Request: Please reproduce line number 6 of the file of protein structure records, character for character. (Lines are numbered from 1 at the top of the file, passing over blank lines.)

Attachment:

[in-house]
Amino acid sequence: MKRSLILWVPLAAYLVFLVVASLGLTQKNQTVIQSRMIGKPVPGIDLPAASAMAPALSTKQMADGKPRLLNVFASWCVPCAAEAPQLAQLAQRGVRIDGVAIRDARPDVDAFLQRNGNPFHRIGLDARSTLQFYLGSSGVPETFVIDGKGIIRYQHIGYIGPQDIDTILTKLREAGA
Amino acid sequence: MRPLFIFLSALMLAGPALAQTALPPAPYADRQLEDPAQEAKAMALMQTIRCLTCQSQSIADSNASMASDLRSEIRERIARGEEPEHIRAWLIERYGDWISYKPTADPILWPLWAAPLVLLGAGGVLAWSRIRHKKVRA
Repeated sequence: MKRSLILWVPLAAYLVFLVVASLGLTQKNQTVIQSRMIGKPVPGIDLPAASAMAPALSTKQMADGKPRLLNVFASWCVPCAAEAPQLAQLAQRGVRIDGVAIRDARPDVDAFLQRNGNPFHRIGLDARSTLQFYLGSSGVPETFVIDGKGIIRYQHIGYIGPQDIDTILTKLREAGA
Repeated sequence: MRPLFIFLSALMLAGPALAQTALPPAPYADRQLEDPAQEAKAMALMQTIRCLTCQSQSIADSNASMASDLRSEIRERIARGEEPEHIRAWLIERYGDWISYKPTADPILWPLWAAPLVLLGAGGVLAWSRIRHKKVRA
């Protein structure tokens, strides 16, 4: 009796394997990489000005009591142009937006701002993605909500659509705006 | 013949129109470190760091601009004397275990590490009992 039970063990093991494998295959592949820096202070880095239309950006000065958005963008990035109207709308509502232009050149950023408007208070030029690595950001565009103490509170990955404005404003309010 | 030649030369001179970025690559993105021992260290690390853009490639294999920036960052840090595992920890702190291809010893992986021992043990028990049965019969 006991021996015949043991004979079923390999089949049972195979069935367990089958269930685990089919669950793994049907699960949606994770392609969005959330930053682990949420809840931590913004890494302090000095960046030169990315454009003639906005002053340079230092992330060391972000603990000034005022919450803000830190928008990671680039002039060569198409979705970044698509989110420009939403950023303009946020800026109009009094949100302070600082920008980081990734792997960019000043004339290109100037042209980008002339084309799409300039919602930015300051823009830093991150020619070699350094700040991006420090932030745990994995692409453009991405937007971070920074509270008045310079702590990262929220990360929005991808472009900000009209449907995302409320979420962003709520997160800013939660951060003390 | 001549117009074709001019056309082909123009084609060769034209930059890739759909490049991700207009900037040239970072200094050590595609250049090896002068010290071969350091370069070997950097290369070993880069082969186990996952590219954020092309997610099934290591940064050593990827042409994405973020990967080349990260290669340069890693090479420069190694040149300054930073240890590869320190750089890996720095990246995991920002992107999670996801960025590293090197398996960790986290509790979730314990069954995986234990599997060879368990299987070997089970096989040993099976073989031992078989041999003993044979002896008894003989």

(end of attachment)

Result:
């Protein structure tokens, strides 16, 4: 009796394997990489000005009591142009937006701002993605909500659509705006 | 013949129109470190760091601009004397275990590490009992 039970063990093991494998295959592949820096202070880095239309950006000065958005963008990035109207709308509502232009050149950023408007208070030029690595950001565009103490509170990955404005404003309010 | 030649030369001179970025690559993105021992260290690390853009490639294999920036960052840090595992920890702190291809010893992986021992043990028990049965019969 006991021996015949043991004979079923390999089949049972195979069935367990089958269930685990089919669950793994049907699960949606994770392609969005959330930053682990949420809840931590913004890494302090000095960046030169990315454009003639906005002053340079230092992330060391972000603990000034005022919450803000830190928008990671680039002039060569198409979705970044698509989110420009939403950023303009946020800026109009009094949100302070600082920008980081990734792997960019000043004339290109100037042209980008002339084309799409300039919602930015300051823009830093991150020619070699350094700040991006420090932030745990994995692409453009991405937007971070920074509270008045310079702590990262929220990360929005991808472009900000009209449907995302409320979420962003709520997160800013939660951060003390 | 001549117009074709001019056309082909123009084609060769034209930059890739759909490049991700207009900037040239970072200094050590595609250049090896002068010290071969350091370069070997950097290369070993880069082969186990996952590219954020092309997610099934290591940064050593990827042409994405973020990967080349990260290669340069890693090479420069190694040149300054930073240890590869320190750089890996720095990246995991920002992107999670996801960025590293090197398996960790986290509790979730314990069954995986234990599997060879368990299987070997089970096989040993099976073989031992078989041999003993044979002896008894003989």